However, after seven years and 1,269 innings in the KBO and two years and 344 innings in the major leagues, something was wrong with his shoulder, and in May of that year, he underwent arthroscopic surgery. Of the 67 players who underwent the procedure in the decade since 2002, 58.2 percent (39 players) retired after throwing less than 50 innings. In fact, Ryu threw just 4.2 innings per game in the two seasons after his surgery.

Ryu returned to the big league mound in 2017, but posted a mediocre 5-9 record with a 3.77 ERA in 25 games. To make matters worse, he got off to a strong start in 2018, going 3-0 with a 2.12 ERA, before leaving a game against the Arizona Diamondbacks on May 3 with a left groin injury in the second inning. After what seemed like a string of bad luck, Ryu returned in August of that year with a new weapon, a “cutter,” that opened the door to his second prime.

On August 16, 2018, Ryu made a perfect comeback with a six-hit, six-strikeout performance against the San Francisco Giants, and in the second half of 2018 alone, he went 4-3 with a 1.88 ERA in nine games. In 2019, he went 14-5 with a 2.32 ERA, leading the majors in ERA, being named a National League All-Star, and finishing second in the Cy Young Award voting. Ryu continued to be one of the best pitchers in the league in 2020, when he moved to Toronto and finished third in the Cy Young Award voting.

The key to Ryu’s return to form after shoulder surgery was the power of his new cutter. By increasing the percentage of his fastballs that have a similar velocity to his changeup, Ryu confused hitters by giving them four different options. More importantly, Ryu was able to fool hitters by varying the velocity and location of his pitches, making him one of the rare players to perform better after shoulder surgery.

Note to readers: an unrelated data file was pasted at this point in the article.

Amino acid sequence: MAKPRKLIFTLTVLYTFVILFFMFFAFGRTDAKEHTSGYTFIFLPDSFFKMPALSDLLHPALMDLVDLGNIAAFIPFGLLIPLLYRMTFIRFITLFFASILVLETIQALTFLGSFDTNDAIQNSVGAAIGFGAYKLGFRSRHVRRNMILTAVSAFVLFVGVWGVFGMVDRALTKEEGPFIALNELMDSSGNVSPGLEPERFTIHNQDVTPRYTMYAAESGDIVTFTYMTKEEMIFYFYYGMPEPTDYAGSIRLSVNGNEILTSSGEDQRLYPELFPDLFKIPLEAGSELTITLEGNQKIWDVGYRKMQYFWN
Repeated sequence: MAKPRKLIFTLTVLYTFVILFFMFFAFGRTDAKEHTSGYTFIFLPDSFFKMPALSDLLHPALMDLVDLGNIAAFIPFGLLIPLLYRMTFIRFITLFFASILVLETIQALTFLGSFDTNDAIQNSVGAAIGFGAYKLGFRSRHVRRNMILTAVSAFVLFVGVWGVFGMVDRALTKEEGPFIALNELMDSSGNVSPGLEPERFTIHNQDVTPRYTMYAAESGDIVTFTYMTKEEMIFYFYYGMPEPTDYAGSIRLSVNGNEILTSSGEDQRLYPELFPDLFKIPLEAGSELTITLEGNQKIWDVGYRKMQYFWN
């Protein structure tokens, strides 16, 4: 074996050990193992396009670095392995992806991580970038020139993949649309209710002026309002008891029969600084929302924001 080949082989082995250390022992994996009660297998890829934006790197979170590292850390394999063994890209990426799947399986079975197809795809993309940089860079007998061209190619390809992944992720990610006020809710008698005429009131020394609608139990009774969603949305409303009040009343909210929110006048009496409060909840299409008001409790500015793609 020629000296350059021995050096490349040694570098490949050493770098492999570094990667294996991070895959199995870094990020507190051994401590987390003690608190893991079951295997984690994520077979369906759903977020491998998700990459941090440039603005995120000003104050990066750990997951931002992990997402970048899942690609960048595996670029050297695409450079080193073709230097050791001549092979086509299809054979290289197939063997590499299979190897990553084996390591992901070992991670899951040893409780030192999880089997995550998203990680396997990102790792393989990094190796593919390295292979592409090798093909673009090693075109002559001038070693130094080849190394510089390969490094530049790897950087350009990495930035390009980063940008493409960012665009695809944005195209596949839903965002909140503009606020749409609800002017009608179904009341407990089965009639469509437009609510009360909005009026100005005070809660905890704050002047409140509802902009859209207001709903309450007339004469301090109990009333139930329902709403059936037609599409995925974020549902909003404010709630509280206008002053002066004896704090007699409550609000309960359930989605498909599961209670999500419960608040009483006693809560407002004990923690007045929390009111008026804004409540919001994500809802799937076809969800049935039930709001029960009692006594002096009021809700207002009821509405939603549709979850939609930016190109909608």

Ryu throws more curveballs, and it pays off

Reconstructing the medial ligament of the elbow, known as “Tommy John surgery” after the first pitcher to undergo it, used to be a life-or-death proposition. Nowadays, thanks to medical advances, it’s a procedure that has a pretty good chance of success if the rehabilitation process goes well. In fact, there are many pitchers who have enjoyed increased velocity after undergoing Tommy John surgery. Ryu Hyun-jin, who underwent the procedure as a sophomore at Dongsan High School, is one of the most famous pitchers to have improved his delivery after returning from surgery.

However, after undergoing Tommy John surgery for the second time in his career last year, Ryu didn’t see a dramatic increase in velocity this time around. Instead, his velocity dropped, making his pitches easier for opposing hitters to hit. In his comeback against the Baltimore Orioles, Ryu took the loss in five innings and four runs, so he changed his pitching pattern from his second start. He started throwing less fastballs and more “slower pitches” to take away the hitters’ timing.

With less fastballs and more curveballs, Ryu’s performance has improved dramatically as he’s been able to outsmart hitters. In fact, after giving up 10 hard hits (well-hit balls over 95 mph) in five innings against the Baltimore Orioles on April 2, Ryu has allowed just six hard hits in 14 innings over his last three games. That means opposing hitters haven’t been able to time his slower pitches at all.

We don’t know if Ryu is no longer able to throw his fastball after his elbow surgery, or if he’s “sealing” his off-speed stuff for the sake of his future performance. What is clear, however, is that Ryu has become one of the slowest pitchers in the major leagues, and he is still very competitive this year. Baseball fans will continue to enjoy watching the “10,000-lap pitcher” give pitching lessons to opposing hitters every game.